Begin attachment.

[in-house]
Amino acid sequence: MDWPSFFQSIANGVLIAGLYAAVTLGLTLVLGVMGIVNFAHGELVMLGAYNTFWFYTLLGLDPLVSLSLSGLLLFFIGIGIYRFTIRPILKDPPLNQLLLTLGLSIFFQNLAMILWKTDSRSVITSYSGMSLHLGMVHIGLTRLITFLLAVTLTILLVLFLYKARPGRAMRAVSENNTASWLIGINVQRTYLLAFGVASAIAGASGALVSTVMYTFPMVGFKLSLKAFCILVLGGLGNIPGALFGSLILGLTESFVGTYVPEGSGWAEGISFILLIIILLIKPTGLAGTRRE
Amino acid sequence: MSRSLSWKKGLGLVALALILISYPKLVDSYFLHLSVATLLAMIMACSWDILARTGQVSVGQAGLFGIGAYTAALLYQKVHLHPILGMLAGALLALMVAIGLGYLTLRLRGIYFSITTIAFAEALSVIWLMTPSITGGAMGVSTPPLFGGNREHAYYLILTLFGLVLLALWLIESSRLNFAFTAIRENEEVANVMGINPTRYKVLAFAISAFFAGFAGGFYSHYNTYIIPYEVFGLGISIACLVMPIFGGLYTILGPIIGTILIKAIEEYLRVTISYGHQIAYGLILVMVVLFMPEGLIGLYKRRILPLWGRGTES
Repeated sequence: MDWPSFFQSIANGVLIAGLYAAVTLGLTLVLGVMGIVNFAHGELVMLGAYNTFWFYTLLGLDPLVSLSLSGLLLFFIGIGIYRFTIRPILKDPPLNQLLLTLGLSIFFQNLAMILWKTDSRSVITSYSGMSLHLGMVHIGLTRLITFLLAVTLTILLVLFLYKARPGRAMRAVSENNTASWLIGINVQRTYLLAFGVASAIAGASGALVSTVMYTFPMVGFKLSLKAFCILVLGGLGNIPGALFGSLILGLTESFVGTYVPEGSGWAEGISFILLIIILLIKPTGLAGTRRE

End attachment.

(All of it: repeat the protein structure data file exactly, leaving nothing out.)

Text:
[in-house]
Amino acid sequence: MDWPSFFQSIANGVLIAGLYAAVTLGLTLVLGVMGIVNFAHGELVMLGAYNTFWFYTLLGLDPLVSLSLSGLLLFFIGIGIYRFTIRPILKDPPLNQLLLTLGLSIFFQNLAMILWKTDSRSVITSYSGMSLHLGMVHIGLTRLITFLLAVTLTILLVLFLYKARPGRAMRAVSENNTASWLIGINVQRTYLLAFGVASAIAGASGALVSTVMYTFPMVGFKLSLKAFCILVLGGLGNIPGALFGSLILGLTESFVGTYVPEGSGWAEGISFILLIIILLIKPTGLAGTRRE
Amino acid sequence: MSRSLSWKKGLGLVALALILISYPKLVDSYFLHLSVATLLAMIMACSWDILARTGQVSVGQAGLFGIGAYTAALLYQKVHLHPILGMLAGALLALMVAIGLGYLTLRLRGIYFSITTIAFAEALSVIWLMTPSITGGAMGVSTPPLFGGNREHAYYLILTLFGLVLLALWLIESSRLNFAFTAIRENEEVANVMGINPTRYKVLAFAISAFFAGFAGGFYSHYNTYIIPYEVFGLGISIACLVMPIFGGLYTILGPIIGTILIKAIEEYLRVTISYGHQIAYGLILVMVVLFMPEGLIGLYKRRILPLWGRGTES
Repeated sequence: MDWPSFFQSIANGVLIAGLYAAVTLGLTLVLGVMGIVNFAHGELVMLGAYNTFWFYTLLGLDPLVSLSLSGLLLFFIGIGIYRFTIRPILKDPPLNQLLLTLGLSIFFQNLAMILWKTDSRSVITSYSGMSLHLGMVHIGLTRLITFLLAVTLTILLVLFLYKARPGRAMRAVSENNTASWLIGINVQRTYLLAFGVASAIAGASGALVSTVMYTFPMVGFKLSLKAFCILVLGGLGNIPGALFGSLILGLTESFVGTYVPEGSGWAEGISFILLIIILLIKPTGLAGTRRE